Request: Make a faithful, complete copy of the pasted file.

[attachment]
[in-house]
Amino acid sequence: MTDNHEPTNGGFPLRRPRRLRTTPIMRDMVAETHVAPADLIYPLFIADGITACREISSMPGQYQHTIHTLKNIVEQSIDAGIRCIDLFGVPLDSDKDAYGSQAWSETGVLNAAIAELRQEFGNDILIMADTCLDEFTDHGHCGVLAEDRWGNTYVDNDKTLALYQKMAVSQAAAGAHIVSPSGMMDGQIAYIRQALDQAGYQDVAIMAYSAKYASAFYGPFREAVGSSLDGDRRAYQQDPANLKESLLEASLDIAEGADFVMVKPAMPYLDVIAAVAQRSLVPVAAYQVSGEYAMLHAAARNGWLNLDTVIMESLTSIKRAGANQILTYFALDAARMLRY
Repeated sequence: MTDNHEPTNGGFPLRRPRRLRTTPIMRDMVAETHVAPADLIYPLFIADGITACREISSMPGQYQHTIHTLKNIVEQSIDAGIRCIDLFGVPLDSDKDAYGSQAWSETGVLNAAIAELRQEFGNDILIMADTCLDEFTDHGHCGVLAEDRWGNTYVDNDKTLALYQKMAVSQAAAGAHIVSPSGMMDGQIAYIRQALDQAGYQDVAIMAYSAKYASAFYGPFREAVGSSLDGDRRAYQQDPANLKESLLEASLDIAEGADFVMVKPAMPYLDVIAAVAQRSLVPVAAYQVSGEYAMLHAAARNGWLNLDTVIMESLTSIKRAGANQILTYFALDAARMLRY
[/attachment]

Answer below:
[in-house]
Amino acid sequence: MTDNHEPTNGGFPLRRPRRLRTTPIMRDMVAETHVAPADLIYPLFIADGITACREISSMPGQYQHTIHTLKNIVEQSIDAGIRCIDLFGVPLDSDKDAYGSQAWSETGVLNAAIAELRQEFGNDILIMADTCLDEFTDHGHCGVLAEDRWGNTYVDNDKTLALYQKMAVSQAAAGAHIVSPSGMMDGQIAYIRQALDQAGYQDVAIMAYSAKYASAFYGPFREAVGSSLDGDRRAYQQDPANLKESLLEASLDIAEGADFVMVKPAMPYLDVIAAVAQRSLVPVAAYQVSGEYAMLHAAARNGWLNLDTVIMESLTSIKRAGANQILTYFALDAARMLRY
Repeated sequence: MTDNHEPTNGGFPLRRPRRLRTTPIMRDMVAETHVAPADLIYPLFIADGITACREISSMPGQYQHTIHTLKNIVEQSIDAGIRCIDLFGVPLDSDKDAYGSQAWSETGVLNAAIAELRQEFGNDILIMADTCLDEFTDHGHCGVLAEDRWGNTYVDNDKTLALYQKMAVSQAAAGAHIVSPSGMMDGQIAYIRQALDQAGYQDVAIMAYSAKYASAFYGPFREAVGSSLDGDRRAYQQDPANLKESLLEASLDIAEGADFVMVKPAMPYLDVIAAVAQRSLVPVAAYQVSGEYAMLHAAARNGWLNLDTVIMESLTSIKRAGANQILTYFALDAARMLRY